NIH clinical trial evaluates mixed COVID-19 vaccine schedules

June 3, 2021

The National Institutes of Health (NIH) has started a Phase 1/2 clinical trial in which adult volunteers who have been fully vaccinated against COVID-19 will receive booster doses of different COVID-19 vaccines to determine the safety and immunogenicity of mixed boosted regimens.

The National Institute of Allergy and Infectious Diseases (NIAID), part of NIH, is leading and funding the study through the Infectious Diseases Clinical Research Consortium, a clinical trials network that encompasses the Institute's long-standing Vaccine and Treatment Evaluation Units (VTEUs).

The trial will include approximately 150 individuals who already have received one of the three COVID-19 vaccine regimens currently available under FDA emergency use authorization in the United States: the Janssen COVID-19 vaccine (also referred to as the Johnson & Johnson vaccine, or Ad26.COV2-S), the Moderna COVID-19 vaccine (also known as mRNA-1273), and the Pfizer-BioNTech COVID-19 vaccine (also known as (BNT162b2). Each vaccine group will enroll about 25 people who are 18-55 years old and approximately 25 people who are 56 years and older. Between 12 and 20 weeks following their initial vaccination regimen, participants will receive a single booster dose of the Moderna COVID-19 vaccine as part of the trial.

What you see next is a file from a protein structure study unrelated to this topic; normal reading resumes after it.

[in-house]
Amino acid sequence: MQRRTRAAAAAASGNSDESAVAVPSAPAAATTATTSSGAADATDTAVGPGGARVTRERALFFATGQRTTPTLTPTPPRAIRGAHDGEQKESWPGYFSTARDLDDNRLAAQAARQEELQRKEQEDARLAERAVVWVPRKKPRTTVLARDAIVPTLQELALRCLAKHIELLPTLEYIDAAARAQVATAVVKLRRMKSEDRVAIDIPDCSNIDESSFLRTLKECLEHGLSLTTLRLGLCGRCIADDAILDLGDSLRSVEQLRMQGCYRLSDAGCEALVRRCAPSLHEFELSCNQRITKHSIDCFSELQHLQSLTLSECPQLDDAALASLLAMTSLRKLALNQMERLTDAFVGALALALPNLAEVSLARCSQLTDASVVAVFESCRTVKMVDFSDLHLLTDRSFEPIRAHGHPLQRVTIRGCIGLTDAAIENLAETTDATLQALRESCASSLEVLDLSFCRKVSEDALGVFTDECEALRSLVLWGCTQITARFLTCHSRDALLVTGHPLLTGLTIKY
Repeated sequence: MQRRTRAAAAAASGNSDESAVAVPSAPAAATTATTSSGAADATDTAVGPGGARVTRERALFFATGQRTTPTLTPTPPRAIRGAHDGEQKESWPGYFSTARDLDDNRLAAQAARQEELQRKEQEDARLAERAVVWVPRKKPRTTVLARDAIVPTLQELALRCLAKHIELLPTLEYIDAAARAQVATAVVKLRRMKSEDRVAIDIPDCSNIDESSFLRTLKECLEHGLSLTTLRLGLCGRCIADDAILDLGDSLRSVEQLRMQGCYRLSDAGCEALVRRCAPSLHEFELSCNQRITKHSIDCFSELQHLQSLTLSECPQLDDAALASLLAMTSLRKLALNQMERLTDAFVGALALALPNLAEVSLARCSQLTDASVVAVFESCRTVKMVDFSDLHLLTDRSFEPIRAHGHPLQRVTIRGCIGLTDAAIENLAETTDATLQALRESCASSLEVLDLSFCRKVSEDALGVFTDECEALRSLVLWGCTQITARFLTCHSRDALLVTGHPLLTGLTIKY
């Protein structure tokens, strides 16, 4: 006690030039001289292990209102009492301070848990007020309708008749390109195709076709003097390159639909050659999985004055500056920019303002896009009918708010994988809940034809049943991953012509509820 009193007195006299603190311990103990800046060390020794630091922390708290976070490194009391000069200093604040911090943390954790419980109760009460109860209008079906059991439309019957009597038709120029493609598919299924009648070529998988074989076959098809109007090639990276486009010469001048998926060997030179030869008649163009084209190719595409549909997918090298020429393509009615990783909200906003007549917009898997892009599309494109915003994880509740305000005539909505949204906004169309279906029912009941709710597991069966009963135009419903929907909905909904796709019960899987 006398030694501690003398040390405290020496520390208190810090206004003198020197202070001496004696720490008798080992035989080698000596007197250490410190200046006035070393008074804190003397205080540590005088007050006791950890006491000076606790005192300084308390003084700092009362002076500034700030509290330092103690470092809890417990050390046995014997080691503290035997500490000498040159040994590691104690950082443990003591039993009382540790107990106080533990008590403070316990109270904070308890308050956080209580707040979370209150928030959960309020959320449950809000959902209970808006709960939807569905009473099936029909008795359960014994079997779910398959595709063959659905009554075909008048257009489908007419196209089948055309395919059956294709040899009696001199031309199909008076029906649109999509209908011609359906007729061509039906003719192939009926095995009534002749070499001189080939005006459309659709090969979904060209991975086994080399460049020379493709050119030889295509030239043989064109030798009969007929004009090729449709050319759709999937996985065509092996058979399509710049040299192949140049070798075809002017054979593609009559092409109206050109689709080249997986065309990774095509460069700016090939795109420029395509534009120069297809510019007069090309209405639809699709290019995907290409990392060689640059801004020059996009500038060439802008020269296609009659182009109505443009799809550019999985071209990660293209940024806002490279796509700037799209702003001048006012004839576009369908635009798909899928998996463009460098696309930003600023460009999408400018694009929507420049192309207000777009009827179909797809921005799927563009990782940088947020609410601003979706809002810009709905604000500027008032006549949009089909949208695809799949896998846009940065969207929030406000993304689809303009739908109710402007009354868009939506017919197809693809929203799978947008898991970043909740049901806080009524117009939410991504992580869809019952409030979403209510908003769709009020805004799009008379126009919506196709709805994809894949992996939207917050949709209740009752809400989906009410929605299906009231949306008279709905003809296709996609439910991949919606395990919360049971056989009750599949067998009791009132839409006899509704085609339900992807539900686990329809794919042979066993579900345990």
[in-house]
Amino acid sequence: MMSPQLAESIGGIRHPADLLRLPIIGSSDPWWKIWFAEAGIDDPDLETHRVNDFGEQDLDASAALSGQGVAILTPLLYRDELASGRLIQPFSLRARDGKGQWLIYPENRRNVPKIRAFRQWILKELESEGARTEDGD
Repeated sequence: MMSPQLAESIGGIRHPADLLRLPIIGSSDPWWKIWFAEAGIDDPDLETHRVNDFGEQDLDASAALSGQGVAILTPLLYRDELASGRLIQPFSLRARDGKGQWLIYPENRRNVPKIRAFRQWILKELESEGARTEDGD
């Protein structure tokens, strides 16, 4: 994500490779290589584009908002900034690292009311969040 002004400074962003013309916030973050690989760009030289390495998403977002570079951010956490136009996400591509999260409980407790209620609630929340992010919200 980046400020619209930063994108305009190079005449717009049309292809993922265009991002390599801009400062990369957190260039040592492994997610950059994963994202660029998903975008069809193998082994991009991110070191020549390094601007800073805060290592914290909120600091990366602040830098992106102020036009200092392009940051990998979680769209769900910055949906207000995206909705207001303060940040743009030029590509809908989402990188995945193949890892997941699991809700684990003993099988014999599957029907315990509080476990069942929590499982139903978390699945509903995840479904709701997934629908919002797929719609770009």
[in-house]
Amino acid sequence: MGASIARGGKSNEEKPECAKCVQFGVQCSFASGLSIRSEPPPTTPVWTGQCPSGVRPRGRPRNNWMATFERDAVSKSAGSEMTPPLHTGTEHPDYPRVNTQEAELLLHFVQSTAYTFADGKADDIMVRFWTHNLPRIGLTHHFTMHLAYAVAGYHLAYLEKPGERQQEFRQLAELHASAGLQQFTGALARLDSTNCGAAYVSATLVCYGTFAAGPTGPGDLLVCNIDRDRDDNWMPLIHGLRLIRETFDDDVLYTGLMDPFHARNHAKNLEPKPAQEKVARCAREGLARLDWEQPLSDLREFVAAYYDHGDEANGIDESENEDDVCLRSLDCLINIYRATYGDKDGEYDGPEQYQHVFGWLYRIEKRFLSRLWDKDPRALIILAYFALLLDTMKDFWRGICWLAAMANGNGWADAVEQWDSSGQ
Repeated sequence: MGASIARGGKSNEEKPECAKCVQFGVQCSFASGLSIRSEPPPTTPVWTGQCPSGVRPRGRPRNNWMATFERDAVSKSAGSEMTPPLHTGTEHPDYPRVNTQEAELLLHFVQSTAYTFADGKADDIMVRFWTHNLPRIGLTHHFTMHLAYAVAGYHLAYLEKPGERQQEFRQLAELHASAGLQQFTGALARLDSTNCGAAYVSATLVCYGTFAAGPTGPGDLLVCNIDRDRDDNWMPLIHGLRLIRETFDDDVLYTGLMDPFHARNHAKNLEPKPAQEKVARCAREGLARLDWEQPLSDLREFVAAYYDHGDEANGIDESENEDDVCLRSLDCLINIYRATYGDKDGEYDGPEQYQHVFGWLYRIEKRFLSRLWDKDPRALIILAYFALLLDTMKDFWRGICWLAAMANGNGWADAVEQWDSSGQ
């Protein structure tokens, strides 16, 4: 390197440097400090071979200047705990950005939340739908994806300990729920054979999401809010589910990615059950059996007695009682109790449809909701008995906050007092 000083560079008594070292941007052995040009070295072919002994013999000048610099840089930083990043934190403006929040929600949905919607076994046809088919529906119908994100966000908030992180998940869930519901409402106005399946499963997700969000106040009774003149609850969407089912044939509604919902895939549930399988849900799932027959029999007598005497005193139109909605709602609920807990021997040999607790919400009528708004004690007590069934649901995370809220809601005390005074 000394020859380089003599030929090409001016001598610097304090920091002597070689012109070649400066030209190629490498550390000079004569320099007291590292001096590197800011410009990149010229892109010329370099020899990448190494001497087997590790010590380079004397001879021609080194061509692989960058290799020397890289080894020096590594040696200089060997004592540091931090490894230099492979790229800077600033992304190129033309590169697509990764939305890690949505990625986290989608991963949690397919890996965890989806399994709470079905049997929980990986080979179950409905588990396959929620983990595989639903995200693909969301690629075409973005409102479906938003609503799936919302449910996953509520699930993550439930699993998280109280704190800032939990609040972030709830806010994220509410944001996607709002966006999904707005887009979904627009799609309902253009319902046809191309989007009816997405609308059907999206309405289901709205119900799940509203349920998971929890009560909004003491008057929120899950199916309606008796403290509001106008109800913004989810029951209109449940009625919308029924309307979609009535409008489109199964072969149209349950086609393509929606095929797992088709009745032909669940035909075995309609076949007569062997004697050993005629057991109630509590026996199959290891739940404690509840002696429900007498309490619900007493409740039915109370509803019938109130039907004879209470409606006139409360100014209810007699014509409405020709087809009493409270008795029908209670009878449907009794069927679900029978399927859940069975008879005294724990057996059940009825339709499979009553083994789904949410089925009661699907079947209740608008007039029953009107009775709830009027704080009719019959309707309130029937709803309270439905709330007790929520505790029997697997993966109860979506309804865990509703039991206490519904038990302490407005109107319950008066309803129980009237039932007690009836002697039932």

People who have not yet received an FDA authorized COVID-19 vaccine are also eligible to enroll in the trial in a separate cohort. Initially, these volunteers will receive the two-dose Moderna COVID-19 vaccine regimen and will be assigned to receive a booster dose of a vaccine about 12 to 20 weeks later.

All trial participants will be followed for one year after receiving their last vaccination as part of the study. The Initial trial results are expected in late summer 2021.

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